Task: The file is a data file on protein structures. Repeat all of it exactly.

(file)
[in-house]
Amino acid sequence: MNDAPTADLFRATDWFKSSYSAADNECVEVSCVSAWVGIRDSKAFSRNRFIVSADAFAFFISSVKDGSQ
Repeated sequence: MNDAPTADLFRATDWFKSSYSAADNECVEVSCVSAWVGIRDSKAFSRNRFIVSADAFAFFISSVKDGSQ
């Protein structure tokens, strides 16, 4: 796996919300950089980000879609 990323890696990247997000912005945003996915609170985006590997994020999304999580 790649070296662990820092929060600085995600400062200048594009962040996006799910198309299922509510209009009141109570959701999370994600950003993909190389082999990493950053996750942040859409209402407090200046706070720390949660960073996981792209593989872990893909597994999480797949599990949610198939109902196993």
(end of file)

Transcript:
[in-house]
Amino acid sequence: MNDAPTADLFRATDWFKSSYSAADNECVEVSCVSAWVGIRDSKAFSRNRFIVSADAFAFFISSVKDGSQ
Repeated sequence: MNDAPTADLFRATDWFKSSYSAADNECVEVSCVSAWVGIRDSKAFSRNRFIVSADAFAFFISSVKDGSQ
């Protein structure tokens, strides 16, 4: 796996919300950089980000879609 990323890696990247997000912005945003996915609170985006590997994020999304999580 790649070296662990820092929060600085995600400062200048594009962040996006799910198309299922509510209009009141109570959701999370994600950003993909190389082999990493950053996750942040859409209402407090200046706070720390949660960073996981792209593989872990893909597994999480797949599990949610198939109902196993």